Social Media Takes Time Off For A Qwiki!
When you win top honors at TechCrunch Disrupt- an event that introduces new innovative Internet companies to the world - you know you are on a trajectory for success. It's an arena that attracts developers and venture capitalists, the likes of Peter Thiel, one of Facebook's first major investors. It was there the world first got to become intimately involved with a digital Qwiki.
Qwiki, differing from a Google search has pushed open the portals to semantic technology. It is a very cool search application that creates video storied productions on the fly, based on one's Internet searches.
The technology incorporates open resources such as photos from Flickr and research content found on Wikipedia to create its instant video storyboards. Its uniqueness lies in the fact that it's machine-driven and not humanly curated. As we segue from Web 2.0 to Web 3.0, we will see that all the content we created during the "social media" era of blogging, tweeting and photo-sharing has set the ground-work nicely for Qwiki and other similar platforms. Now, it's a very natural next step in the Web's evolution for these types of services - by taking advantage of what's freely accessible online- to now pull, dissect and reassemble.
To create Qwiki, founders Doug Imbruce and Louis Monier (previously founder of AltaVista) have scoured the Web to gather over 3 million reference terms for their start-up (and this number will grow over time). Similar to the semantic technology of Flipboard for the iPad and the Hufffington Post's tool called JuLiA, tomorrow's technology is here today. Differing from Web 2.0, semantic tools use today's "wisdom of machines" to curate yesterday's "wisdom of crowds." (see more on this topic at "HuffPo & The 'Wisdom of Machines' Crack Open Semantic Web Portal.")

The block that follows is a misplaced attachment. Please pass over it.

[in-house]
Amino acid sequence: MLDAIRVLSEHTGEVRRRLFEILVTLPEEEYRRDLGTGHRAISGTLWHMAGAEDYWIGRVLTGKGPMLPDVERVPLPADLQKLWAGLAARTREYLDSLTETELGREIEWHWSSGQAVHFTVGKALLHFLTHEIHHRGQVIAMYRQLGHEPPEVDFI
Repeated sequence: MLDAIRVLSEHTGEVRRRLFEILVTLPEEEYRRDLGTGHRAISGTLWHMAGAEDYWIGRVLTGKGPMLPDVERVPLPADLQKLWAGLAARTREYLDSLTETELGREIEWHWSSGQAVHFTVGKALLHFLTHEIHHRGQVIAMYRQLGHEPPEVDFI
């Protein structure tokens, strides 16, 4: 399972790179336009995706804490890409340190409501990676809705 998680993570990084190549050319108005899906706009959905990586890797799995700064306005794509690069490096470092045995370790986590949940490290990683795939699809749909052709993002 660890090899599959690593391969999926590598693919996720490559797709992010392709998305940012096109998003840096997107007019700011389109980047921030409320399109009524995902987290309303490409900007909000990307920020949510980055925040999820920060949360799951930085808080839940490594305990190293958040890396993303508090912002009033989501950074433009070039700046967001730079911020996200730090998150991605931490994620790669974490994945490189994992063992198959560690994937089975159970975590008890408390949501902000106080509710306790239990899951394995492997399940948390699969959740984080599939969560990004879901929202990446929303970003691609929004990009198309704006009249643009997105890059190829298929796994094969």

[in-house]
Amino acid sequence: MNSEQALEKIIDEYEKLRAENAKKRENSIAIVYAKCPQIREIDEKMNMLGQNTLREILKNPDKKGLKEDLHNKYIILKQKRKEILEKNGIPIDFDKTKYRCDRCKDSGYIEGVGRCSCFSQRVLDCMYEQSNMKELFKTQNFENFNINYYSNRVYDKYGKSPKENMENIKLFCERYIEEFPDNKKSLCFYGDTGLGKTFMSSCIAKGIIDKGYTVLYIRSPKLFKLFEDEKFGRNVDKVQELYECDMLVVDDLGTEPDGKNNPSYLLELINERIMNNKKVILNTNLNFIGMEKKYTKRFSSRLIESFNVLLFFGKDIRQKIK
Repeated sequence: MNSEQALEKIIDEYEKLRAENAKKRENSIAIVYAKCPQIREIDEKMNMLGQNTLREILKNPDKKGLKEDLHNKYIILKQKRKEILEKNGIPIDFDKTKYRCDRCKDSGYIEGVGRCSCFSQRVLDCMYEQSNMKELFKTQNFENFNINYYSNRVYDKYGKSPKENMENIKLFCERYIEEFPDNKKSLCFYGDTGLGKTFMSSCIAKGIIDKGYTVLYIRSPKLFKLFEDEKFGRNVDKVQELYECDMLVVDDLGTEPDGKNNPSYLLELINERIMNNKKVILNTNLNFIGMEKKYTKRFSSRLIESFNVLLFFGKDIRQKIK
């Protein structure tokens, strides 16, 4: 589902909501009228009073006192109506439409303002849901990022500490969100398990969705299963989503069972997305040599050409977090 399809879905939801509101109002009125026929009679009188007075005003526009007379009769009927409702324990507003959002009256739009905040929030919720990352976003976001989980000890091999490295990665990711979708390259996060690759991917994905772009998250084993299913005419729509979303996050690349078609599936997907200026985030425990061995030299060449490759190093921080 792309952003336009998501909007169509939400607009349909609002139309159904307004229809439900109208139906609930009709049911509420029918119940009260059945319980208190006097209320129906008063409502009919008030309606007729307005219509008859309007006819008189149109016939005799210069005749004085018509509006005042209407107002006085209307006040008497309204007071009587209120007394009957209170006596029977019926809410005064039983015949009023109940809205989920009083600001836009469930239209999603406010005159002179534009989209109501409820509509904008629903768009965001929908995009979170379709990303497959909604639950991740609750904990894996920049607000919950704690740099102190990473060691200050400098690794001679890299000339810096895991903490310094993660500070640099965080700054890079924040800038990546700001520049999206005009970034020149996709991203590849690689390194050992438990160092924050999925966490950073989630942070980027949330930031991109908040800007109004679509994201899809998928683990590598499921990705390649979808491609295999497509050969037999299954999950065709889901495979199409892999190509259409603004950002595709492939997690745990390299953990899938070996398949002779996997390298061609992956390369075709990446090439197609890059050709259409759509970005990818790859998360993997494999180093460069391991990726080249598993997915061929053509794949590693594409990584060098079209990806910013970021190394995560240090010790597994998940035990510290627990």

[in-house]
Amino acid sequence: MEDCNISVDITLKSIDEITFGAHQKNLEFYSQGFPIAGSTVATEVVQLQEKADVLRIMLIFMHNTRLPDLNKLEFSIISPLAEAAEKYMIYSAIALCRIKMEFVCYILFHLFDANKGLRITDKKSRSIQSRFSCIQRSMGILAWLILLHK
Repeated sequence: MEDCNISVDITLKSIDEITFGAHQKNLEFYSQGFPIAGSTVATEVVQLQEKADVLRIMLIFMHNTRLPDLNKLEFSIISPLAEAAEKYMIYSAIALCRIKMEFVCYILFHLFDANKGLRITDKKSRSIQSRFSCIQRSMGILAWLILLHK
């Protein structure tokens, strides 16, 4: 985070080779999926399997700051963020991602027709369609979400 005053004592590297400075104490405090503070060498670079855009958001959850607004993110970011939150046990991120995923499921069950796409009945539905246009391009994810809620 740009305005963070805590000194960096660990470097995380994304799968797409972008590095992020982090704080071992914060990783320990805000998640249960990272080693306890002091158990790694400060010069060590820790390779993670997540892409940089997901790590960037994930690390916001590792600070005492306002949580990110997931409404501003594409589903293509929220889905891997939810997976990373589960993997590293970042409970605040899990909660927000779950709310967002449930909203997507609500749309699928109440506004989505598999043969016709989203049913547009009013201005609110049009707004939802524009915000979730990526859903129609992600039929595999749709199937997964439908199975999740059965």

During Qwiki's recent $8 million series A financing, it is interesting to note that one of largest investors is none other than Mark Zuckerberg's ousted partner, Edourdo Saverin. For those who are unaware, Saverin provided the source material for Ben Mezrich's book, The Accidental Billionaires..., and Aaron Sorkin's subsequent award-winning screenplay, The Social Network. Since it was never disclosed as to how much Saverin's Facebook lawsuit garnered him, it is safe to say, as a result of this investment, it had to be in the millions.
The excitement surrounding Qwiki is palpable as a result of the TechCrunch award and all the buzz it generated. And while the company is still in its private alpha stage of development, the next step is to open up the service to launch on an iPad app, which is currently in development. For those that would like to give Qwiki a test run, you can sign up for the alpha testing here. No word how long it will take Qwiki to respond to requests, however.
“The iPad app is better than sex,” boasts Imbruce. Qwiki’s highly visual presentation of information lends itself to big, touch screens. He also wants to make it easy for developers to incorporate the Qwiki format into other apps that are currently in the market or under development.
So while Saverin and his co-investors are enjoying their new shiny and "sexy" thing, it will be interesting to see how the grand-daddy of search, Google will react. With their powerful internal developmental infrastructure, I could easily imagine them working on a similar format to ward off the possibility of the world shifting to Qwikis versus their boring and soon-to-be-outdated "link-based" textual searches. Not to push the analogy, but "sex" does sell, particularly when you take up with a new partner!
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